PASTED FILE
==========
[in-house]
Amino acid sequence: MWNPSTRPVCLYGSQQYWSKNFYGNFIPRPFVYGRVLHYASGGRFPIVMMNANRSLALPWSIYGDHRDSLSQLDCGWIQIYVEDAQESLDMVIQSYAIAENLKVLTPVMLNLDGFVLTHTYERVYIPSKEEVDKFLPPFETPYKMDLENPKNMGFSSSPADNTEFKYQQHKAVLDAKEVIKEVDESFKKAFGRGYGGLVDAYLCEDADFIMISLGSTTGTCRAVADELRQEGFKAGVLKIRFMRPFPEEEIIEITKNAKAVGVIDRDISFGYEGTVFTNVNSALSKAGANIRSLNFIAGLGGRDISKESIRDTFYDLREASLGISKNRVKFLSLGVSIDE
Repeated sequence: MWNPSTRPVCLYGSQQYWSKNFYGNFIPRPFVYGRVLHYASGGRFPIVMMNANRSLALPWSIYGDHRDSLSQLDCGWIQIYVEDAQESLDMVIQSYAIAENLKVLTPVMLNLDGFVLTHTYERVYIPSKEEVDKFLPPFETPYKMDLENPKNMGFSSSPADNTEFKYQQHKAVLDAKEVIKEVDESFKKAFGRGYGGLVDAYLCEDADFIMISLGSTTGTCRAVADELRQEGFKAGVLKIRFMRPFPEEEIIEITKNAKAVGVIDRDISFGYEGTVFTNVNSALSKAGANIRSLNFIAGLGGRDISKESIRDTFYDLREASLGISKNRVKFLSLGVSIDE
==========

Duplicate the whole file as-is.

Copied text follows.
[in-house]
Amino acid sequence: MWNPSTRPVCLYGSQQYWSKNFYGNFIPRPFVYGRVLHYASGGRFPIVMMNANRSLALPWSIYGDHRDSLSQLDCGWIQIYVEDAQESLDMVIQSYAIAENLKVLTPVMLNLDGFVLTHTYERVYIPSKEEVDKFLPPFETPYKMDLENPKNMGFSSSPADNTEFKYQQHKAVLDAKEVIKEVDESFKKAFGRGYGGLVDAYLCEDADFIMISLGSTTGTCRAVADELRQEGFKAGVLKIRFMRPFPEEEIIEITKNAKAVGVIDRDISFGYEGTVFTNVNSALSKAGANIRSLNFIAGLGGRDISKESIRDTFYDLREASLGISKNRVKFLSLGVSIDE
Repeated sequence: MWNPSTRPVCLYGSQQYWSKNFYGNFIPRPFVYGRVLHYASGGRFPIVMMNANRSLALPWSIYGDHRDSLSQLDCGWIQIYVEDAQESLDMVIQSYAIAENLKVLTPVMLNLDGFVLTHTYERVYIPSKEEVDKFLPPFETPYKMDLENPKNMGFSSSPADNTEFKYQQHKAVLDAKEVIKEVDESFKKAFGRGYGGLVDAYLCEDADFIMISLGSTTGTCRAVADELRQEGFKAGVLKIRFMRPFPEEEIIEITKNAKAVGVIDRDISFGYEGTVFTNVNSALSKAGANIRSLNFIAGLGGRDISKESIRDTFYDLREASLGISKNRVKFLSLGVSIDE